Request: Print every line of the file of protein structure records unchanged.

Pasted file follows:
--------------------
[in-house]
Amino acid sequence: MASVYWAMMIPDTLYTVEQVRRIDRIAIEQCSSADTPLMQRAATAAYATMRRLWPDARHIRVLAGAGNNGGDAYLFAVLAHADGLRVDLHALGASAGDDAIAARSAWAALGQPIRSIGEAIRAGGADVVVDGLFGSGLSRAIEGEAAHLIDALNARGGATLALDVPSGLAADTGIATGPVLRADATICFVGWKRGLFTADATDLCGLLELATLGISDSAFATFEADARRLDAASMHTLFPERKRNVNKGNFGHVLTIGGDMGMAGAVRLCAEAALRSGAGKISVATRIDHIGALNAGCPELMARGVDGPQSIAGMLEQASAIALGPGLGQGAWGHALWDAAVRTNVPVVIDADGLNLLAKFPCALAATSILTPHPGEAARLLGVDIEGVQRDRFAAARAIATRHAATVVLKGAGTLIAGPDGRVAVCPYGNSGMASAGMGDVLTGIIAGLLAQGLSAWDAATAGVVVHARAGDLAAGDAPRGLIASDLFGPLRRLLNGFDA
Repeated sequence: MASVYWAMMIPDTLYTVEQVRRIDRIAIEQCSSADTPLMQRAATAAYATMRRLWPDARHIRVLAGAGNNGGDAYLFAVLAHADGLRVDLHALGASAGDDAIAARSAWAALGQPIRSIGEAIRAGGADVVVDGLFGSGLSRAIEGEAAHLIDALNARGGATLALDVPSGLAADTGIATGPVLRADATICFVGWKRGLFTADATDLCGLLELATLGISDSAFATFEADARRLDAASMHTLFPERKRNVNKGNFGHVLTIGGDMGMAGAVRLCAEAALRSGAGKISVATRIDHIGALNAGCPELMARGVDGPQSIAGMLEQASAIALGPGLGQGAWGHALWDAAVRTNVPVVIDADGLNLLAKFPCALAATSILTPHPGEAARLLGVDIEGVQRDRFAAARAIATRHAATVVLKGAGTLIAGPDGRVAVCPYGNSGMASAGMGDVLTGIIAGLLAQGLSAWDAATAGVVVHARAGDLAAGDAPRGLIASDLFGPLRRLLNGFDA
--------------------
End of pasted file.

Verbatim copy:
[in-house]
Amino acid sequence: MASVYWAMMIPDTLYTVEQVRRIDRIAIEQCSSADTPLMQRAATAAYATMRRLWPDARHIRVLAGAGNNGGDAYLFAVLAHADGLRVDLHALGASAGDDAIAARSAWAALGQPIRSIGEAIRAGGADVVVDGLFGSGLSRAIEGEAAHLIDALNARGGATLALDVPSGLAADTGIATGPVLRADATICFVGWKRGLFTADATDLCGLLELATLGISDSAFATFEADARRLDAASMHTLFPERKRNVNKGNFGHVLTIGGDMGMAGAVRLCAEAALRSGAGKISVATRIDHIGALNAGCPELMARGVDGPQSIAGMLEQASAIALGPGLGQGAWGHALWDAAVRTNVPVVIDADGLNLLAKFPCALAATSILTPHPGEAARLLGVDIEGVQRDRFAAARAIATRHAATVVLKGAGTLIAGPDGRVAVCPYGNSGMASAGMGDVLTGIIAGLLAQGLSAWDAATAGVVVHARAGDLAAGDAPRGLIASDLFGPLRRLLNGFDA
Repeated sequence: MASVYWAMMIPDTLYTVEQVRRIDRIAIEQCSSADTPLMQRAATAAYATMRRLWPDARHIRVLAGAGNNGGDAYLFAVLAHADGLRVDLHALGASAGDDAIAARSAWAALGQPIRSIGEAIRAGGADVVVDGLFGSGLSRAIEGEAAHLIDALNARGGATLALDVPSGLAADTGIATGPVLRADATICFVGWKRGLFTADATDLCGLLELATLGISDSAFATFEADARRLDAASMHTLFPERKRNVNKGNFGHVLTIGGDMGMAGAVRLCAEAALRSGAGKISVATRIDHIGALNAGCPELMARGVDGPQSIAGMLEQASAIALGPGLGQGAWGHALWDAAVRTNVPVVIDADGLNLLAKFPCALAATSILTPHPGEAARLLGVDIEGVQRDRFAAARAIATRHAATVVLKGAGTLIAGPDGRVAVCPYGNSGMASAGMGDVLTGIIAGLLAQGLSAWDAATAGVVVHARAGDLAAGDAPRGLIASDLFGPLRRLLNGFDA